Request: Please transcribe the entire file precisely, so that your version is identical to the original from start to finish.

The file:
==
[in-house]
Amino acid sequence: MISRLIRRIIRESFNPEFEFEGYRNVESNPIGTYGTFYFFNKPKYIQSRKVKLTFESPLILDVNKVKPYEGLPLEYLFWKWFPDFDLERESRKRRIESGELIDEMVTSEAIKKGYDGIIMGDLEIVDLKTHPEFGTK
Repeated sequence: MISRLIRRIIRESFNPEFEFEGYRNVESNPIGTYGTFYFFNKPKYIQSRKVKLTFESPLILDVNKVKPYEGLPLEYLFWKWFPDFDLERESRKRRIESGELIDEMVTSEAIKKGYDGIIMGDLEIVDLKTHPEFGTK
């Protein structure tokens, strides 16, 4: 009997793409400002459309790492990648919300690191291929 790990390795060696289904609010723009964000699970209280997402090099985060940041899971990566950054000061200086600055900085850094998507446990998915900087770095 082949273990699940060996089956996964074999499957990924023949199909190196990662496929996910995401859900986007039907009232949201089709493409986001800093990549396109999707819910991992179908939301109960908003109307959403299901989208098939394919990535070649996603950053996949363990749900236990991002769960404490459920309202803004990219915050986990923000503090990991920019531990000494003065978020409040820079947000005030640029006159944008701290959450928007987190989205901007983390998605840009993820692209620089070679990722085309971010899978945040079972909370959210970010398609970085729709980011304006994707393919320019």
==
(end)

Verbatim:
[in-house]
Amino acid sequence: MISRLIRRIIRESFNPEFEFEGYRNVESNPIGTYGTFYFFNKPKYIQSRKVKLTFESPLILDVNKVKPYEGLPLEYLFWKWFPDFDLERESRKRRIESGELIDEMVTSEAIKKGYDGIIMGDLEIVDLKTHPEFGTK
Repeated sequence: MISRLIRRIIRESFNPEFEFEGYRNVESNPIGTYGTFYFFNKPKYIQSRKVKLTFESPLILDVNKVKPYEGLPLEYLFWKWFPDFDLERESRKRRIESGELIDEMVTSEAIKKGYDGIIMGDLEIVDLKTHPEFGTK
């Protein structure tokens, strides 16, 4: 009997793409400002459309790492990648919300690191291929 790990390795060696289904609010723009964000699970209280997402090099985060940041899971990566950054000061200086600055900085850094998507446990998915900087770095 082949273990699940060996089956996964074999499957990924023949199909190196990662496929996910995401859900986007039907009232949201089709493409986001800093990549396109999707819910991992179908939301109960908003109307959403299901989208098939394919990535070649996603950053996949363990749900236990991002769960404490459920309202803004990219915050986990923000503090990991920019531990000494003065978020409040820079947000005030640029006159944008701290959450928007987190989205901007983390998605840009993820692209620089070679990722085309971010899978945040079972909370959210970010398609970085729709980011304006994707393919320019």